By Dr. Bill Bosher, NBC12 Educational Specialist
RICHMOND, VA (WWBT) – An Education Week commentary recently focused on "Five Myths about School Attendance."
1) Students don't start missing a lot of school until middle or high school. In reality one out of five students in kindergarten and first grade miss one or more days each month. This can lead to chronic absences.
2) Absences in the early grades don't really affect academics. Not only is there a high correlation between attendance and achievement, time is wasted as teachers repeat work.
3) Most schools already know how many students are chronically absent. Schools and districts know far more about averages than they do about individuals. Absenteeism may be described broadly, but it must be addressed specifically.
4) There's not much that schools can do to improve attendance; it's up to the parents. The most important organization in a student's success is the family, but this does permit or excuse a school's abdication of its responsibility. There are many programs that offer intervention, but the most effective solution is strong communication between parents and school personnel…when we talk!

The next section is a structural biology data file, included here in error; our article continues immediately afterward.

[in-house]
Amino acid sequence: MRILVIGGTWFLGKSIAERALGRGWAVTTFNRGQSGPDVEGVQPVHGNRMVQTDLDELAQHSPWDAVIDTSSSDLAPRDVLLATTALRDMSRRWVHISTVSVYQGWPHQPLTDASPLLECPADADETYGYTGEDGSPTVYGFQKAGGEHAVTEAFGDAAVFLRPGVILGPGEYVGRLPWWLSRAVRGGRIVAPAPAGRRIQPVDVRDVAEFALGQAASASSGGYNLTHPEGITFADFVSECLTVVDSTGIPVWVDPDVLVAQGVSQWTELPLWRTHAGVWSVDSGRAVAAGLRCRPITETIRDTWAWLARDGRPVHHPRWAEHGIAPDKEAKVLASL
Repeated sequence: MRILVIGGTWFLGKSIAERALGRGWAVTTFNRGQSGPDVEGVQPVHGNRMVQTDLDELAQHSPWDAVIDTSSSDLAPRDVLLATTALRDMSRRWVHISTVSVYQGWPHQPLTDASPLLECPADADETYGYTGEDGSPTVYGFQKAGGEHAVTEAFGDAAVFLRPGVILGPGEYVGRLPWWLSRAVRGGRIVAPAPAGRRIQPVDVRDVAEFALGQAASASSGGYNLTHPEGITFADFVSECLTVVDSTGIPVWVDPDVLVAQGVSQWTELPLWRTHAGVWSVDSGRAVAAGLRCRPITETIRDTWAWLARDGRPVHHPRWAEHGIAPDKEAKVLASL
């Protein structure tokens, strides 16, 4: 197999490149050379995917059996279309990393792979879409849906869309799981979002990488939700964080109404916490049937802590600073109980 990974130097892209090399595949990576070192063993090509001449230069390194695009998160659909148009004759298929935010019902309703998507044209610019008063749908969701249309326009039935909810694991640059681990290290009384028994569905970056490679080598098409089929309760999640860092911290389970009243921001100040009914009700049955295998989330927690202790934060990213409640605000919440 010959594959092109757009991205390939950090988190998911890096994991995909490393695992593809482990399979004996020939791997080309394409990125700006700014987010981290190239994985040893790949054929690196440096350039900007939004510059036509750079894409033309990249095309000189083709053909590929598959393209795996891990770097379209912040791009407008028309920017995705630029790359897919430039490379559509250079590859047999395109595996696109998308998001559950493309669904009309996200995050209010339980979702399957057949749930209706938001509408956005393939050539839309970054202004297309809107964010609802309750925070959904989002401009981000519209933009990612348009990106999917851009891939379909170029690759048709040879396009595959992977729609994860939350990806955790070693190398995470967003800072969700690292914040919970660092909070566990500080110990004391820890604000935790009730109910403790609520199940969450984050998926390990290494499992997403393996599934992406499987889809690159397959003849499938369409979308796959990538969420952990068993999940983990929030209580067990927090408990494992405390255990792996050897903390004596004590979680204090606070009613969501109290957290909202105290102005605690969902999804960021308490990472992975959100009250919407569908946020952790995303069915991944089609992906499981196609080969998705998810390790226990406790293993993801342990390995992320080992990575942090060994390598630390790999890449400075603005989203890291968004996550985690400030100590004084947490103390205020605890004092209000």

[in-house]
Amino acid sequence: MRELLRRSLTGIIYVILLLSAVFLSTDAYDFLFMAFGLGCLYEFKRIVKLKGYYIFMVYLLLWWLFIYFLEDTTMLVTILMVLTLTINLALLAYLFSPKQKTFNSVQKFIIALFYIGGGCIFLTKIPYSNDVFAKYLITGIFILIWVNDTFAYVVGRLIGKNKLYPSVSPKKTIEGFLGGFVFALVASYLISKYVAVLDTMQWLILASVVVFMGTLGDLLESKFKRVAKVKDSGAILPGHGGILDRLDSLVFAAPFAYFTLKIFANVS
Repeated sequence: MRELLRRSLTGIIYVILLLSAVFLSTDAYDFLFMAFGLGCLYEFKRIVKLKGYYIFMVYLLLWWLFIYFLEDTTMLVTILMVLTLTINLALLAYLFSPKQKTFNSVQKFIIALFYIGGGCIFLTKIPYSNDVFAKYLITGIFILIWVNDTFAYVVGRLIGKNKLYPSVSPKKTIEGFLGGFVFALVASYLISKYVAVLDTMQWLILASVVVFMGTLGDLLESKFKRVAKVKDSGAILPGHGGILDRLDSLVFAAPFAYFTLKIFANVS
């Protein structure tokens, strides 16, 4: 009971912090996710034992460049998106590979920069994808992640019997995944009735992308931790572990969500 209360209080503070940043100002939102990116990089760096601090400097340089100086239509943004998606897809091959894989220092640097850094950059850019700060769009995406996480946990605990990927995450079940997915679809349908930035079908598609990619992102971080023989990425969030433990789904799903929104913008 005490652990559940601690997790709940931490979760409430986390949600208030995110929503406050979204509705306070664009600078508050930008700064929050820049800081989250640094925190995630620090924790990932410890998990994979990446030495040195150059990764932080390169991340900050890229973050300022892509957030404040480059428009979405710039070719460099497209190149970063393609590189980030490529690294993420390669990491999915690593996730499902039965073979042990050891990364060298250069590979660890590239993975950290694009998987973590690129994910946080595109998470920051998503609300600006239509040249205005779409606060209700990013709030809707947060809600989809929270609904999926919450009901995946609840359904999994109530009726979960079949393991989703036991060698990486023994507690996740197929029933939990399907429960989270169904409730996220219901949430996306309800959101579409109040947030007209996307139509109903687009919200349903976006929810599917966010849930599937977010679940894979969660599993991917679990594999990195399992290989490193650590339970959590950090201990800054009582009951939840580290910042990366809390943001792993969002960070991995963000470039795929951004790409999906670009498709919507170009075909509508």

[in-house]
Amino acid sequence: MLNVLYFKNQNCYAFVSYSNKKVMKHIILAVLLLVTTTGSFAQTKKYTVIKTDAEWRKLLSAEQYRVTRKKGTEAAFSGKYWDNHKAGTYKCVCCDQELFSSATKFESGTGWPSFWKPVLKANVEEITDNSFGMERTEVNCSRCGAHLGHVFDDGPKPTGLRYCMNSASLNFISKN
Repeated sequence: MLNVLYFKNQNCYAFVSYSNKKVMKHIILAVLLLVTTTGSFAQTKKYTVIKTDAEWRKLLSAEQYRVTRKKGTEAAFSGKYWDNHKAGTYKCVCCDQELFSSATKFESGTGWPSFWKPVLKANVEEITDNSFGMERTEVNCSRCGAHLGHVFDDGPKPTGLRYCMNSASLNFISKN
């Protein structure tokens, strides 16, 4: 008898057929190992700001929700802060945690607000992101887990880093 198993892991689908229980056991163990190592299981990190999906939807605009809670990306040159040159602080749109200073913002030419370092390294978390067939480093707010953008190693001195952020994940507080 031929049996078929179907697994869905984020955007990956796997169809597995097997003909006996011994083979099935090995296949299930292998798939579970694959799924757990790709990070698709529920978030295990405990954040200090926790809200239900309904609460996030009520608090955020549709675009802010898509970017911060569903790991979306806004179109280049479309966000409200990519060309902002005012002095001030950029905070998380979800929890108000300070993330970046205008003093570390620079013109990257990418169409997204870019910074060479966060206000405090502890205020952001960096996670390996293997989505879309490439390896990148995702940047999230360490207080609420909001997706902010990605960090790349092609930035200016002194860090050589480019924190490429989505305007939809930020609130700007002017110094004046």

5) The Federal government has no role in reducing chronic absence. While I believe that the best resolution is always close to the problem, the Fed could begin to focus less on requiring common standards and more on requiring states to compile data about the factors that influence student success.
Bravo to schools that now recognize perfect attendance…it seems that being there is critical to how well you do.